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Giovanni da Bologna: Sculpture "The Horse of the Medici" (1594), version in bronze

Giovanni da Bologna:
Sculpture "The Horse of the Medici" (1594), version in bronze

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Museums replica | Edition in bronze | Base: Marble | Height 26 cm | Length 22 cm

http://www.arsmundi.com/

Giovanni da Bologna: Sculpture "The Horse of the Medici" (1594), version in bronze

Full force and grace - a virtuosity masterpiece of a leading and influent mannerist sculptor. Giovanni da Bologna, court artist of Count Cosimo I. de Medici. Late renaissance, 16th century. Original: Liechtenstein, Count Collection. Edition in fine bronze. Hand cast using the lost wax technique. Height with marble base 26 cm. Length 22 cm.

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Giovanni da Bologna (1524-1608) called Giambologna was a master student of Michelangelo and the main representative of mannerism on the threshold between Renaissance and the early Baroque. His art presents the melting of influences of his motherland, Michelangelo’s works and antiquity. A lot of prominent masters, which came both from Italy and other countries studied in his workshop. The bronze and marble sculptures, as well as statues, made an important part of his works.

From 1544 to 1550 he was a student of Jacques Dubroeucq in Mons. A lot of other prominent masters, including some from Germany and his motherland Italy (Hans Reichel, Hubert Gerhard, Adriaen de Vries, Pierre Franqueville, Pietro Tacca and others) studied from that artist. The artist went to Florence and soon became the main sculptor at the Medici court.

The high nobility in the whole Europe tried to get some of his works in possession. The great number of works from the studio of Giambologna were unique. He was admitted to the Order of Christ by the Pope and was raised to the nobility by the emperor. Up to his death in 1608 he stayed at the service of Medici in Florence.

(Rebirth). Designation of art from about 1350 until the 16th century.

A state of mind that developed in Florence in the late 14th century that was retrospectively classified as rebirth of the classical ideals of Greek and Roman antiquity. During the 15th and 16th centuries, the Renaissance spread first over Italy and then all over Western Europe and determined the entire artistic creation. Such brilliant artists as Donatello, Leonardo da Vinci, Michelangelo, Raphael, Dürer, Holbein, Cranach and Fouquet created their immortal works by following the humanistic premises and putting a human being in the center of all thinking.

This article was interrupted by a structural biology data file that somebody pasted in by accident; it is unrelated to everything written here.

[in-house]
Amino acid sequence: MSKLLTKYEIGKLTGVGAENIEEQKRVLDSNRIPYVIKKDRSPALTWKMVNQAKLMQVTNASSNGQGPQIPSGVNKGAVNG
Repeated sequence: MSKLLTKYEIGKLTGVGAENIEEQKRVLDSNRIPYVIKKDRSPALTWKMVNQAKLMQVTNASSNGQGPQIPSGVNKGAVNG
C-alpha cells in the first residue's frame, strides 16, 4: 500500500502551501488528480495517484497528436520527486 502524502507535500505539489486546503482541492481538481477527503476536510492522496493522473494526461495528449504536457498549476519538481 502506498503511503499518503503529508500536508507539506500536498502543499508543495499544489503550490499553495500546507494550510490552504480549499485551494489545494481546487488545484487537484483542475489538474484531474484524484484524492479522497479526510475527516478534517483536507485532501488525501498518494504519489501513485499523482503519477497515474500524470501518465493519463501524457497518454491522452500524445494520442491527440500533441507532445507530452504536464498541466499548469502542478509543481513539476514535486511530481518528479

Renaissance experienced its heyday in literature through dramatic works and poems of William Shakespeare.

At the end of the 16th century, Renaissance had to make way to the luxury of baroque before its ideas had their rebirth in the classicism of the 18th century.

An alloy of copper with other metals (especially with tin) used since ancient times.

Bronze casting:

When casting bronze, artist usually applies the lost-wax technique which is dating back more than 5000 years. It's the best, but also the most complex method of producing sculptures.

Sculpture "The Book Reader" by Ernst Barlachs is shown here as an example:

Ernst Barlach: Sculpture 'The book reader'

Ernst Barlach 'The Book Reader' - Lost Wax Casting Technique Part 1

First, the artist forms a model of his sculpture. It is embedded in a liquid silicone rubber composition. Once the material has solidified, the model is cut out. The liquid wax is poured in the negative mould. After cooling down, the wax casting is removed from the mould, provided with sprues and dipped into ceramic mass. The ceramic mass is hardened in a kiln, and the wax flows out (lost mould).

Ernst Barlach 'The Book Reader' - Lost Wax Casting Technique Part 2Now we finally have the negative form, into which the 1400 ° C hot molten bronze is poured. After the bronze had cooled down, the ceramic shell is broken off and the sculpture comes to light.

Ernst Barlach 'The Book Reader' - Lost Wax Casting Technique Part 3Now the sprues are removed, the surfaces are polished, patinated and numbered by the artist himself or, to his specifications, by a specialist. Thus, each casting becomes an original work

For lower-grade bronze castings, the sand casting method is often used which, however, does not achieve the results of more complex lost wax technique in terms of surface characteristics and quality.

Related links:
Sand casting

The mold is usually taken directly from the original, so that the replica reproduces even the finest details. After casting the replica, using the most appropriate method, the surface is polished, patinated, gilded or painted according to the original.

A replica of ars mundi is a recognizable image of the original.

A plastic work of sculptural art made of wood, stone, ivory, bronze or other metals.

While sculptures from wood, ivory or stone are made directly from the block of material, for bronze casting a working model is prepared at first. Usually it is made of clay or other easily shaped materials.

The prime time of sculpture after the Roman antiquity was the Renaissance. Impressionism gave a new impulse to the sculptural arts. Also the contemporary artists, such as Jorg Immendorf, Andora, and Markus Lupertz enriched the sculpture with outstanding works.

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